Former congressmen Barry Goldwater Jr. and Jason Altmire speak during a panel discussion on political polarization. Credit: Ashley Nelson | Station manager

On Tuesday, former congressmen Barry Goldwater Jr. and Jason Altmire visited the Ohio State campus for two events, one of which was a roundtable discussion with students on the opioid crisis.

This was part of an initiative called Congress to Campus that pairs former Congress members, one Republican and one Democrat, to travel to campuses and discuss political issues with students.

I had the privilege of taking part in this discussion as participant-observer for The Lantern, but perhaps more importantly as a recovering heroin addict.

The discussion was enlightening and heartening for me to see so many people with different backgrounds take a genuine interest in drug abuse, including those who have little to no personal connection with the issue.

The premise of the lunch was to have an informed discussion, not one that is off-the-cuff or based on gut emotions. Essentially, the goal was to not have the type of policy discussions you see on Twitter where it only takes two sentences to go from discussing an issue to personally attacking someone.

As such, participants were provided with reading material that was used as a jumping-off point for discussion. The information was broken down broadly into four policy approaches to the issue: prevention, treatment, enforcement and reducing harm.

As much as the political science major and political columnist in me would love to take this space to talk about policy, I won’t bore readers with that, because the most interesting takeaway was the human element.

As a recovering heroin addict of three and a half years, and a user for four to five years before that, I have seen every conceivable reaction to addiction.

I have been congratulated for my sobriety; I have been called a junkie. I have encountered those who think addicts are the bottom of society’s barrel.

What struck me about this roundtable was the base knowledge people brought with them before we even began reading the provided material. People care about helping others, even addicts, and it is beyond heartening to see. It is nice to know opinion has changed form the “War on Drugs” years; addicts are no longer tossed aside as moral failures.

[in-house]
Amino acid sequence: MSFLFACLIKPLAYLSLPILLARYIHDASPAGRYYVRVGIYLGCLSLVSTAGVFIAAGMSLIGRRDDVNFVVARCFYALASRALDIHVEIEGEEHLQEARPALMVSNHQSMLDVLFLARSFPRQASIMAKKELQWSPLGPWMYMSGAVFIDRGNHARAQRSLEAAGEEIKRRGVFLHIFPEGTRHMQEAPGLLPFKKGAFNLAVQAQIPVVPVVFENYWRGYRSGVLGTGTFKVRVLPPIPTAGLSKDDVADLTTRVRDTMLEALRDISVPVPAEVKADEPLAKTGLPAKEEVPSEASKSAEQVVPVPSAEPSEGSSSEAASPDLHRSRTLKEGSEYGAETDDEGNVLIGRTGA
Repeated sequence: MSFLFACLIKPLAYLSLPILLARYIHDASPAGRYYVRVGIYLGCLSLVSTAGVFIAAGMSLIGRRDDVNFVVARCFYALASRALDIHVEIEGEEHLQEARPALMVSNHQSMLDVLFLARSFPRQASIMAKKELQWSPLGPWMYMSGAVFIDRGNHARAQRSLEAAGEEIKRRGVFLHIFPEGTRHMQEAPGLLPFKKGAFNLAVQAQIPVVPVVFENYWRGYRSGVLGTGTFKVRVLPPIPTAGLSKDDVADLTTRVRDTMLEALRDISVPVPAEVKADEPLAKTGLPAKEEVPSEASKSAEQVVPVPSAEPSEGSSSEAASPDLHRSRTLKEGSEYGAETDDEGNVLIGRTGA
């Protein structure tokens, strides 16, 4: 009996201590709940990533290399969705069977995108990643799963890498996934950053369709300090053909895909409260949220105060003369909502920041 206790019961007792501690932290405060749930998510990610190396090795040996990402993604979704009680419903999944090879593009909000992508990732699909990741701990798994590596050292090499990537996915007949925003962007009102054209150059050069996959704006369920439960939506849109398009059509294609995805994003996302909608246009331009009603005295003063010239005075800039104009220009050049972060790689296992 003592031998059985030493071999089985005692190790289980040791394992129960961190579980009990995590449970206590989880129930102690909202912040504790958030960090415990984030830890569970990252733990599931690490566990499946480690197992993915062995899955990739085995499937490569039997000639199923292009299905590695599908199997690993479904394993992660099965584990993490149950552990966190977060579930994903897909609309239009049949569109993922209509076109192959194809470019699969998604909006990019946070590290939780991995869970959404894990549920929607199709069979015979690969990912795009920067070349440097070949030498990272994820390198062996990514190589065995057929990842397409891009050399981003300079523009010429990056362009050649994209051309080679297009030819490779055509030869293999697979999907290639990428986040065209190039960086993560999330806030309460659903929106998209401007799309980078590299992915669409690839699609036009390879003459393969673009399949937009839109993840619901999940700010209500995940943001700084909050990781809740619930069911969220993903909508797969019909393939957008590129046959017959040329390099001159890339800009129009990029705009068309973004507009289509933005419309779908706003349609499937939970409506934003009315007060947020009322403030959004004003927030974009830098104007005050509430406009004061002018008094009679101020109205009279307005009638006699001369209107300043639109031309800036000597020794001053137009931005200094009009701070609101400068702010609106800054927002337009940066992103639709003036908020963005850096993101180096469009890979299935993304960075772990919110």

One moment that will stick with me was one participant who stressed she saw no reason to punish users disproportionately, it just wouldn’t help.

I couldn’t agree more, for a ton of anecdotal reasons I could list, but that someone who was not an addict understood this was amazing.

The scope of the opioid crisis is so severe it even blows me away as someone who was living it just a mere three and a half years ago. For example, fentanyl wasn’t even on my radar when I was using. Now it is everywhere.

I am never shocked by the lengths addicts will go, but I am shocked by the death toll.

But with the elevation of the crisis, it has been amazing to see how the public has embraced the problem with compassion and education. People might never be able to understand an addict’s mindset or what it’s like to use every day, completely devoid of emotion and hope.

The best way I can try to describe it is with lyrics from the Macklemore song “Otherside.”

“Syrup, percocet and an eighth a day will leave you broke, depressed and emotionally vacant… stealing and taking anything to fix the pieces inside/ Broken, hopeless, headed nowhere/ Only motivation for what the dealer’s supplying.”

And, of course, there were moments in the discussion Tuesday, or in my day-to-day conversations with people about opioids, where I can shed light on things that the general public might not quite get or where their perception is slightly off, but they cannot and should not be expected to understand the life of an addict and what that world is like.

But they are trying. They are trying to help.

It cannot be said enough how much support helps in the process of getting sober and seeing the public corale around this issue at a time when it seems more and more wedges are being driven between us. It can only mean good things for the future.